“Now I don’t get sent anything,” Siraj said. He is glad to be out of the firing line, at least for the moment, but is appalled that it took the beheading of a 54-year-old Indonesian grandmother to quiet abuse by supporters of Saudi-style Islam.
The beheading of Ruyati binti Satubi — executed in June for the killing of an allegedly abusive Saudi employer — stirred such revulsion here that even the most strictly observant Indonesian Muslims now ask how the guardians of Islam’s most sacred sites can be so heedless of their faith’s call for compassion.
At least 20 Indonesians, nearly all women, are on death row in the Persian Gulf kingdom.
While few doubt that Satubi stabbed her boss, the mother of three is widely viewed as a martyr — the victim of a harsh and often xenophobic justice and social system rooted in Saudi Arabia’s Wahhabi creed, a highly dogmatic and intolerant strand of Islam that, in its most extreme forms, helped provide the theological underpinnings for jihadi militants.
“Some Indonesians began to think that Wahhabism is the true teaching of Islam, but thanks to God, there has been a change of thinking,” said Siraj, who heads Nahdlatul Ulama, an organization with about 50 million members and 28,000 Islamic boarding schools.
The beheading, which triggered protests outside the Saudi Embassy and elsewhere, “has had a good influence” by accelerating a backlash against harsh imported strains of Islam, Siraj said.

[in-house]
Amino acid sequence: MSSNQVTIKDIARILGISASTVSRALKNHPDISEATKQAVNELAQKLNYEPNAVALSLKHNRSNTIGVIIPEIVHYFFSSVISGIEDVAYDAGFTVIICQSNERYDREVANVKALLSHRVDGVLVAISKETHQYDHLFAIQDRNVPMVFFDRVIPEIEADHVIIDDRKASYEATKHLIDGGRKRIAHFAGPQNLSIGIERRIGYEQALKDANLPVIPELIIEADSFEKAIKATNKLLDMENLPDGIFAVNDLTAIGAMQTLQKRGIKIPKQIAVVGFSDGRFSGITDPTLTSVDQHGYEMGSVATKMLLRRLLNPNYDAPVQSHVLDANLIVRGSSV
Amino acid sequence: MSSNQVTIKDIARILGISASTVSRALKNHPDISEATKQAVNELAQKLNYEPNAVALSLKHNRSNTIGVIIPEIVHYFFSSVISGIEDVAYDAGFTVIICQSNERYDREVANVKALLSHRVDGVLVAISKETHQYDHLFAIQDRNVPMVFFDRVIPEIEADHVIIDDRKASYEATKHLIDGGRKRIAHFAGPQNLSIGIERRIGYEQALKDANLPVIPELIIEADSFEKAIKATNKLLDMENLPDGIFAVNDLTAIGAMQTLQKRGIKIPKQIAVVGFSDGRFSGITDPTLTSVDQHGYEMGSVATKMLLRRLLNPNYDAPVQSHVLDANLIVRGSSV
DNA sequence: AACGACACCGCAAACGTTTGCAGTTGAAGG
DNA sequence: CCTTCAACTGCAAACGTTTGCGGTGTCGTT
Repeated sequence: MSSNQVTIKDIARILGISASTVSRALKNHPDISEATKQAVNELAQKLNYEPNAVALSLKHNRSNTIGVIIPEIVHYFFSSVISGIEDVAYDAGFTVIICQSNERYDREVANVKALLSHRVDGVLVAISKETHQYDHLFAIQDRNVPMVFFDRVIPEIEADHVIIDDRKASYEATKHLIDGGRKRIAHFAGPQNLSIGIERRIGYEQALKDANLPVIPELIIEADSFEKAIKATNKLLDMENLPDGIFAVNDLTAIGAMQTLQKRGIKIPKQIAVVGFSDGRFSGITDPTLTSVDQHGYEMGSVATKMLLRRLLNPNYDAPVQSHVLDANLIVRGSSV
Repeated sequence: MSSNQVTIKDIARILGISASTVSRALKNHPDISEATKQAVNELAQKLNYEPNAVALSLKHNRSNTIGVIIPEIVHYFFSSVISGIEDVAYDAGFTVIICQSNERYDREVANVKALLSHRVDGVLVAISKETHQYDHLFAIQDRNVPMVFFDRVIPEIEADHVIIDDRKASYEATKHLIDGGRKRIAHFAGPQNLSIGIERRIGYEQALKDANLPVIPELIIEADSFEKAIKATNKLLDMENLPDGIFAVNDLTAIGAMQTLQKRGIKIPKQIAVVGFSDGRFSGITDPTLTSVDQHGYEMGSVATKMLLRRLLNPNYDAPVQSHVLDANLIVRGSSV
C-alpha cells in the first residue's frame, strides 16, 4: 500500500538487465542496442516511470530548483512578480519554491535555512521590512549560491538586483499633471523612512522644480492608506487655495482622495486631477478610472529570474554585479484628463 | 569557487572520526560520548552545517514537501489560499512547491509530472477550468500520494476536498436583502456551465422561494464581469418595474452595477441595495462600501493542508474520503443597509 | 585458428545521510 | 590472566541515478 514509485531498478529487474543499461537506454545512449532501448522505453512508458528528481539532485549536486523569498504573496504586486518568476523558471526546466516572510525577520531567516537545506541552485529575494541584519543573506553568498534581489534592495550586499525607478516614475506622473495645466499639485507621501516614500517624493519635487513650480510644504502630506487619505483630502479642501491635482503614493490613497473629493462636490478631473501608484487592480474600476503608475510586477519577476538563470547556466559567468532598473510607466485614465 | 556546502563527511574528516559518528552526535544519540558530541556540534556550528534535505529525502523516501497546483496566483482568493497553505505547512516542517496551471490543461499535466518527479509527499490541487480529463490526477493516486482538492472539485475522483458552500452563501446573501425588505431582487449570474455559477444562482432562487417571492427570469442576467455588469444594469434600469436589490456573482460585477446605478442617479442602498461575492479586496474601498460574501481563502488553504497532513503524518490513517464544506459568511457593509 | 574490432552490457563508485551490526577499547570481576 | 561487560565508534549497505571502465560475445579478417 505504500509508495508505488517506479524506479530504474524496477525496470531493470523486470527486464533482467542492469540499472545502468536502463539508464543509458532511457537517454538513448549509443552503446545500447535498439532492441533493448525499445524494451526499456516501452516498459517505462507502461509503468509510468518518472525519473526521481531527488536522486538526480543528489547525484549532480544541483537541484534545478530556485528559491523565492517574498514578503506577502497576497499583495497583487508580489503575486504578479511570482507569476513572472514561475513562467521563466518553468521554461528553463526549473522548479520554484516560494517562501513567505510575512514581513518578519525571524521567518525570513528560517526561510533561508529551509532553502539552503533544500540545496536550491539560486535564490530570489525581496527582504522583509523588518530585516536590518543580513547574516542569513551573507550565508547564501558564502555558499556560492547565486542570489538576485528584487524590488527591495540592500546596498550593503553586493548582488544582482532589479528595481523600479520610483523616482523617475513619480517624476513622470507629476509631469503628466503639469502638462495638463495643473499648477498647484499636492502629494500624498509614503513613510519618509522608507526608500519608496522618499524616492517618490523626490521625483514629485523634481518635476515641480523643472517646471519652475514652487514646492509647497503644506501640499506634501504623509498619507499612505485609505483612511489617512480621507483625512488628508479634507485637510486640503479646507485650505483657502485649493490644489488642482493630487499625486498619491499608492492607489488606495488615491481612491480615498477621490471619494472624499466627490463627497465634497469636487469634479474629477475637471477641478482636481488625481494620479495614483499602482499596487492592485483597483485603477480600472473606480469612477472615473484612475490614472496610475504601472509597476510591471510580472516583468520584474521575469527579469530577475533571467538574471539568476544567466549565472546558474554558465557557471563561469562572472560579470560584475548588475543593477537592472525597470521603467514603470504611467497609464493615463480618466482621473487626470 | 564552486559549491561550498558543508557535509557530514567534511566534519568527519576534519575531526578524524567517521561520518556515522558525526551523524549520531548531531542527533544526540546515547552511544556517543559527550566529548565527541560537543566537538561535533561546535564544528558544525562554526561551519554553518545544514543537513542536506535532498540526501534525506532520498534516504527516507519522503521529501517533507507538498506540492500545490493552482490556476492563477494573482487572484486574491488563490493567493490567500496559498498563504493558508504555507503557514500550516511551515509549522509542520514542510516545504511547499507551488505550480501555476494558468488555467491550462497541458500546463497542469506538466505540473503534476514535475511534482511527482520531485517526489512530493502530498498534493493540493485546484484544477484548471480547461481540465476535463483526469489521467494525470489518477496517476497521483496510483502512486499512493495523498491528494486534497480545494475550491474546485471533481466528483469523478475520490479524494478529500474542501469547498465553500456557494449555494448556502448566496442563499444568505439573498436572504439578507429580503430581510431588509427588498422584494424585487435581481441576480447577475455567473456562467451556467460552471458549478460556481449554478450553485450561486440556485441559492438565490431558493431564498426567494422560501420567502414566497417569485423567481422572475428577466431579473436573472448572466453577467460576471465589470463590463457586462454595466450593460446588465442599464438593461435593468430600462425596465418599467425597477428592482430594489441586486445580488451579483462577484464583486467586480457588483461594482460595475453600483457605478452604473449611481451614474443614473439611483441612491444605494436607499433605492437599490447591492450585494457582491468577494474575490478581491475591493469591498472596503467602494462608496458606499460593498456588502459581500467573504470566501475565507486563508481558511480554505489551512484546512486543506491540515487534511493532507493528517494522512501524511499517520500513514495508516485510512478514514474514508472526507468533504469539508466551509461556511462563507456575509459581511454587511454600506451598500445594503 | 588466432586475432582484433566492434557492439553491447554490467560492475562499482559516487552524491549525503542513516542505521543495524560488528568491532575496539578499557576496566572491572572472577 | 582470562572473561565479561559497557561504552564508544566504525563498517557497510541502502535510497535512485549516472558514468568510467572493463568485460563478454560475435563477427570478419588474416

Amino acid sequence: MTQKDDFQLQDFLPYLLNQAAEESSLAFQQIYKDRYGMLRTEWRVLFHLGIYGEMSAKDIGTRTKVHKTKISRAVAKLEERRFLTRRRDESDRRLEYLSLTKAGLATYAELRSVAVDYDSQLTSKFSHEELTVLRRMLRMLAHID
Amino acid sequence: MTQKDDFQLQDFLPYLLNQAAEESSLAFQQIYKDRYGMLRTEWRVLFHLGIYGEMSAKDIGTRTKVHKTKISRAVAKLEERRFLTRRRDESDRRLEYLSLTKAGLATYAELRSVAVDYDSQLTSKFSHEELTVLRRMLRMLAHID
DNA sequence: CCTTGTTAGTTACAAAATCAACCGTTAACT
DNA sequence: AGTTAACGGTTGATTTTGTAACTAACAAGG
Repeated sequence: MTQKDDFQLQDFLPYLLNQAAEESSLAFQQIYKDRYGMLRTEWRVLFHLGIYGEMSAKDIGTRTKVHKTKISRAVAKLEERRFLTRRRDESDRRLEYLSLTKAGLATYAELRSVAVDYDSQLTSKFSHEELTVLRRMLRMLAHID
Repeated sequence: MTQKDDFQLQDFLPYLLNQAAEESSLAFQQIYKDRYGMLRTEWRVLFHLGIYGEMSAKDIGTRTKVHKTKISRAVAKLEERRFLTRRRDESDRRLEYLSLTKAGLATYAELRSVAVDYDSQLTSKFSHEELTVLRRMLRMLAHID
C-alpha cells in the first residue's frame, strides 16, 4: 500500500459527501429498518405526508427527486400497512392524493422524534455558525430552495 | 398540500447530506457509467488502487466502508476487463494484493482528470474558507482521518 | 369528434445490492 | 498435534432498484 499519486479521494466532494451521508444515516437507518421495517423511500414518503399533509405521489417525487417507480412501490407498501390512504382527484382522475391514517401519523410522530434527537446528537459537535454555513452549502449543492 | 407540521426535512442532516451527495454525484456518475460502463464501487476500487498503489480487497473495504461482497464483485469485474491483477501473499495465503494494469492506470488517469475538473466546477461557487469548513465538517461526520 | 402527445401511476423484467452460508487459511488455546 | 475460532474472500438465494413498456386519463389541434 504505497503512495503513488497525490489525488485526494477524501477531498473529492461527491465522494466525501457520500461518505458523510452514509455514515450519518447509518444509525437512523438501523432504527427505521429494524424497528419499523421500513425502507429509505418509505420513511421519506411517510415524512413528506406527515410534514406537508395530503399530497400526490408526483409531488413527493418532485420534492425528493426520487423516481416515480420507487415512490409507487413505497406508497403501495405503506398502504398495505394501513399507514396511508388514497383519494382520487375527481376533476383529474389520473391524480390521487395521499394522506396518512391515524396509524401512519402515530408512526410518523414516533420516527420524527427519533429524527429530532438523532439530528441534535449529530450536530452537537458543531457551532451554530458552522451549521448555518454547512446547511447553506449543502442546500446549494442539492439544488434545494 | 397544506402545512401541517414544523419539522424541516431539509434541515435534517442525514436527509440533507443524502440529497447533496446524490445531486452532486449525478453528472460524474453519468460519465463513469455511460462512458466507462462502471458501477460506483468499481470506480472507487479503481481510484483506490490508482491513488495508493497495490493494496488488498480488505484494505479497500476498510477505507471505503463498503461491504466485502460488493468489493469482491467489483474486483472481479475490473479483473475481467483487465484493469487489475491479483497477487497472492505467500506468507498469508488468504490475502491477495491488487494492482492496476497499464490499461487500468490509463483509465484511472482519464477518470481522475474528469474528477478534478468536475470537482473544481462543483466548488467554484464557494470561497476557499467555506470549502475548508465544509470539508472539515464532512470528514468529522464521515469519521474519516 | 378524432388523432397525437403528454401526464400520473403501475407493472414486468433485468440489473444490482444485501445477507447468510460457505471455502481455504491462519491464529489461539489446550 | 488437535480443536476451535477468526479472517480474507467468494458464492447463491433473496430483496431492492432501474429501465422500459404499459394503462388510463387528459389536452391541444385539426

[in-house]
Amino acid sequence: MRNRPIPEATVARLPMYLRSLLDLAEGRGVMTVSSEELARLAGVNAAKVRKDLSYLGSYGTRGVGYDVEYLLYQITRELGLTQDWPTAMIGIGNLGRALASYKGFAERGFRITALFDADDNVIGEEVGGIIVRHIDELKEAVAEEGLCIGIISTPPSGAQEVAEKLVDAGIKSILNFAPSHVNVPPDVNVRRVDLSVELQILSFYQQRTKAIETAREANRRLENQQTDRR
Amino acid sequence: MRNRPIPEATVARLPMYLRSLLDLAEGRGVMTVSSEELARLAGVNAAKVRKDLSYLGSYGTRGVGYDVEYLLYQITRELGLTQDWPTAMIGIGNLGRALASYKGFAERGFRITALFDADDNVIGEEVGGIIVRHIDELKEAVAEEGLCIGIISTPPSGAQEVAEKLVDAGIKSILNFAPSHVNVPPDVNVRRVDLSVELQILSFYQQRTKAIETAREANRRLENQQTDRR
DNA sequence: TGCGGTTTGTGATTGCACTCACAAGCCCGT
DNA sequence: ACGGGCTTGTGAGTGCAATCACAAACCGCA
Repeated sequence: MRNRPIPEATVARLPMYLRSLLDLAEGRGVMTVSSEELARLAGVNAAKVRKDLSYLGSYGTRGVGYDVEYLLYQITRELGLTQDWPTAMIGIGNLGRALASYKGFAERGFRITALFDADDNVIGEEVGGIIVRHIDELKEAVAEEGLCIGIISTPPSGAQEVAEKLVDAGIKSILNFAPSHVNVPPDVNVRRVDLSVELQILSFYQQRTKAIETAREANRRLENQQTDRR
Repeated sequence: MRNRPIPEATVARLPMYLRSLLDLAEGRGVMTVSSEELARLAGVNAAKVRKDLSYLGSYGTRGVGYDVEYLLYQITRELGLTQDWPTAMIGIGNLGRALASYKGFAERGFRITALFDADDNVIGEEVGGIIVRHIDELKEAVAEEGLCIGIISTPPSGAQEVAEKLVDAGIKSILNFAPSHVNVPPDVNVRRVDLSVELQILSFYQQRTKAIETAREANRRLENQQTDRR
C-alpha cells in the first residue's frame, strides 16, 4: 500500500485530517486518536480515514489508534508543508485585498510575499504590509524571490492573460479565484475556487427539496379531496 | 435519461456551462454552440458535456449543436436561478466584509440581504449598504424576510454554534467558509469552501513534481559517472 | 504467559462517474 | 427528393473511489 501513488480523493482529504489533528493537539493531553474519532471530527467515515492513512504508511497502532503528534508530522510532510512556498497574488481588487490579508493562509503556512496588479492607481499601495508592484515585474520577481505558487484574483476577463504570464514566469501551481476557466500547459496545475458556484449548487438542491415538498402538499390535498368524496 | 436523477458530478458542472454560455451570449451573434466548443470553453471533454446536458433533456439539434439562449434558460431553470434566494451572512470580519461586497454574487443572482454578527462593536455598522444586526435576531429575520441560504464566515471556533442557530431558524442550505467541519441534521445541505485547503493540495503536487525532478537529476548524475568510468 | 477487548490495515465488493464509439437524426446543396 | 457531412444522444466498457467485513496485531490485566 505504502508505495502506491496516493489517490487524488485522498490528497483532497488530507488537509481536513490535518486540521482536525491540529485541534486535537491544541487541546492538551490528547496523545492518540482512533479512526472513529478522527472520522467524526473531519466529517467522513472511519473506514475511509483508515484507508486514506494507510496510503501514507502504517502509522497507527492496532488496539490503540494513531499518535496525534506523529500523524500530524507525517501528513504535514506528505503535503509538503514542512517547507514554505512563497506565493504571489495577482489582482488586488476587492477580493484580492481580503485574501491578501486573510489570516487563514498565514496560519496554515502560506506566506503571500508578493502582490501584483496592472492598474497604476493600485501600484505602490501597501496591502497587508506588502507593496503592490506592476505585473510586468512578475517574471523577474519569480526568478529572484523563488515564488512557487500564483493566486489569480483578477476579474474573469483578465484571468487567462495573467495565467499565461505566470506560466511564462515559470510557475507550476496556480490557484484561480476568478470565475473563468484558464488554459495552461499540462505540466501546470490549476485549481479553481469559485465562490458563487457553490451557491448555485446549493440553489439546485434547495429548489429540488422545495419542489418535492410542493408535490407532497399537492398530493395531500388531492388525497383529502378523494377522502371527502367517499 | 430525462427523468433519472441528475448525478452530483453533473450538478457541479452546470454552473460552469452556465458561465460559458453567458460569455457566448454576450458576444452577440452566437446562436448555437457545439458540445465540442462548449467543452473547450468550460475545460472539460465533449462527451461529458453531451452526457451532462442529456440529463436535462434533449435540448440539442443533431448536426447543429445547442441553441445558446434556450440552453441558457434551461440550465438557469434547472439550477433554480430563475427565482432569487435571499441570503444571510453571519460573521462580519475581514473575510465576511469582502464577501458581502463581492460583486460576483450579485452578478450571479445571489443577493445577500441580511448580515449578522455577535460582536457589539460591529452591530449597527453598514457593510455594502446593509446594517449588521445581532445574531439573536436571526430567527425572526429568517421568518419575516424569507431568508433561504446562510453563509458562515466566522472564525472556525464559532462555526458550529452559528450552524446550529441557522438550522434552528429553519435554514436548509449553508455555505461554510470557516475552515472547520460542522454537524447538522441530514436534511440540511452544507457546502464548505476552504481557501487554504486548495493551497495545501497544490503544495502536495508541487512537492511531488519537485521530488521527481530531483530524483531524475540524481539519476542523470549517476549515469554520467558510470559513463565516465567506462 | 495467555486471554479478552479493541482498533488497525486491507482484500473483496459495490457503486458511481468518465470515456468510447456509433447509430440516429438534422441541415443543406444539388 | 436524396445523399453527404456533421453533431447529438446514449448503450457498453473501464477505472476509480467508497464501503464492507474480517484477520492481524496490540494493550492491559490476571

“Mecca is a holy place, but the people who live there are very uncivilized,” said the executed maid’s daughter, Een Nuraeni, who prays regularly and wears a veil pulled tightly over her hair. “There is nothing in Islamic law that says you can torture or rape your housemaid.”
Her mother, desperate for money, had worked for three families in Saudi Arabia since taking her first job there in 1998. On trips home, Nuraeni said, she complained of being spat at in the face, beaten, deprived of food and other mistreatment, but kept going back “for the sake of her children.”
Migrant Care, an Indonesian group that lobbies on behalf of workers abroad, said it has this year already received 6,500 reports of violence, sexual harassment, rape and other abuses against Indonesians in Saudi Arabia. Eighty percent of the more than 1.2 million Indonesians working there are women, mostly maids.
Indonesia’s government, complaining that it received no advance notice of Satubi’s execution, recalled its ambassador from Riyadh and announced a moratorium from Aug. 1 on labor exports to the Gulf kingdom. Police set up a special unit at Jakarta’s main airport to enforce the order.